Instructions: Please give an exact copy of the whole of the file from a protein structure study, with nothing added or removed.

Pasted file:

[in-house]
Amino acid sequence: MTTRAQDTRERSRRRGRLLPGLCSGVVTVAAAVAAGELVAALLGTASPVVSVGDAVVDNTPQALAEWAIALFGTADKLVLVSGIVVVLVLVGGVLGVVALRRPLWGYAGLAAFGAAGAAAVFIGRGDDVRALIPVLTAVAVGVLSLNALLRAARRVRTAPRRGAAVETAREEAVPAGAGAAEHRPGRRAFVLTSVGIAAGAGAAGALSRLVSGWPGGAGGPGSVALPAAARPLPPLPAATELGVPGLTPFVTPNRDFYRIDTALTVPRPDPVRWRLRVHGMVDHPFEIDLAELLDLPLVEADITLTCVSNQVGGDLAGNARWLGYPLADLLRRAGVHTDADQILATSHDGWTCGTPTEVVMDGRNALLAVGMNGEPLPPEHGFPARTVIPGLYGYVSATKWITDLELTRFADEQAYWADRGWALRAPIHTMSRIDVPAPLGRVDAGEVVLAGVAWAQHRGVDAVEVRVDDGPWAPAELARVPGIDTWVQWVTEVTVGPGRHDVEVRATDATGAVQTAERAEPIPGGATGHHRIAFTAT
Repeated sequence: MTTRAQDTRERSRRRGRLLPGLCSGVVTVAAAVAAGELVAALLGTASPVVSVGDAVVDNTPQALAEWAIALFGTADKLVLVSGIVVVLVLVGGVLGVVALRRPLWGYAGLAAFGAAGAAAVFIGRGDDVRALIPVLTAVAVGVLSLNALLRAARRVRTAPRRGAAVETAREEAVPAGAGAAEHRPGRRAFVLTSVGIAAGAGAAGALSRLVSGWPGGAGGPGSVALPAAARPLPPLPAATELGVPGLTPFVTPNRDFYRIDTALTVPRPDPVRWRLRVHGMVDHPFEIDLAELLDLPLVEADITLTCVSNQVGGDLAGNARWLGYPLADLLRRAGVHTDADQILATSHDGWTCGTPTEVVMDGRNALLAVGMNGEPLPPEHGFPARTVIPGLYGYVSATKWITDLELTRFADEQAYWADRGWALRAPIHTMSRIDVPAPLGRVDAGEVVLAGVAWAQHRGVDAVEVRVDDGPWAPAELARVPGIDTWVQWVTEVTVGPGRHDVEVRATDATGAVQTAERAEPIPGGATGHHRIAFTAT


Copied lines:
[in-house]
Amino acid sequence: MTTRAQDTRERSRRRGRLLPGLCSGVVTVAAAVAAGELVAALLGTASPVVSVGDAVVDNTPQALAEWAIALFGTADKLVLVSGIVVVLVLVGGVLGVVALRRPLWGYAGLAAFGAAGAAAVFIGRGDDVRALIPVLTAVAVGVLSLNALLRAARRVRTAPRRGAAVETAREEAVPAGAGAAEHRPGRRAFVLTSVGIAAGAGAAGALSRLVSGWPGGAGGPGSVALPAAARPLPPLPAATELGVPGLTPFVTPNRDFYRIDTALTVPRPDPVRWRLRVHGMVDHPFEIDLAELLDLPLVEADITLTCVSNQVGGDLAGNARWLGYPLADLLRRAGVHTDADQILATSHDGWTCGTPTEVVMDGRNALLAVGMNGEPLPPEHGFPARTVIPGLYGYVSATKWITDLELTRFADEQAYWADRGWALRAPIHTMSRIDVPAPLGRVDAGEVVLAGVAWAQHRGVDAVEVRVDDGPWAPAELARVPGIDTWVQWVTEVTVGPGRHDVEVRATDATGAVQTAERAEPIPGGATGHHRIAFTAT
Repeated sequence: MTTRAQDTRERSRRRGRLLPGLCSGVVTVAAAVAAGELVAALLGTASPVVSVGDAVVDNTPQALAEWAIALFGTADKLVLVSGIVVVLVLVGGVLGVVALRRPLWGYAGLAAFGAAGAAAVFIGRGDDVRALIPVLTAVAVGVLSLNALLRAARRVRTAPRRGAAVETAREEAVPAGAGAAEHRPGRRAFVLTSVGIAAGAGAAGALSRLVSGWPGGAGGPGSVALPAAARPLPPLPAATELGVPGLTPFVTPNRDFYRIDTALTVPRPDPVRWRLRVHGMVDHPFEIDLAELLDLPLVEADITLTCVSNQVGGDLAGNARWLGYPLADLLRRAGVHTDADQILATSHDGWTCGTPTEVVMDGRNALLAVGMNGEPLPPEHGFPARTVIPGLYGYVSATKWITDLELTRFADEQAYWADRGWALRAPIHTMSRIDVPAPLGRVDAGEVVLAGVAWAQHRGVDAVEVRVDDGPWAPAELARVPGIDTWVQWVTEVTVGPGRHDVEVRATDATGAVQTAERAEPIPGGATGHHRIAFTAT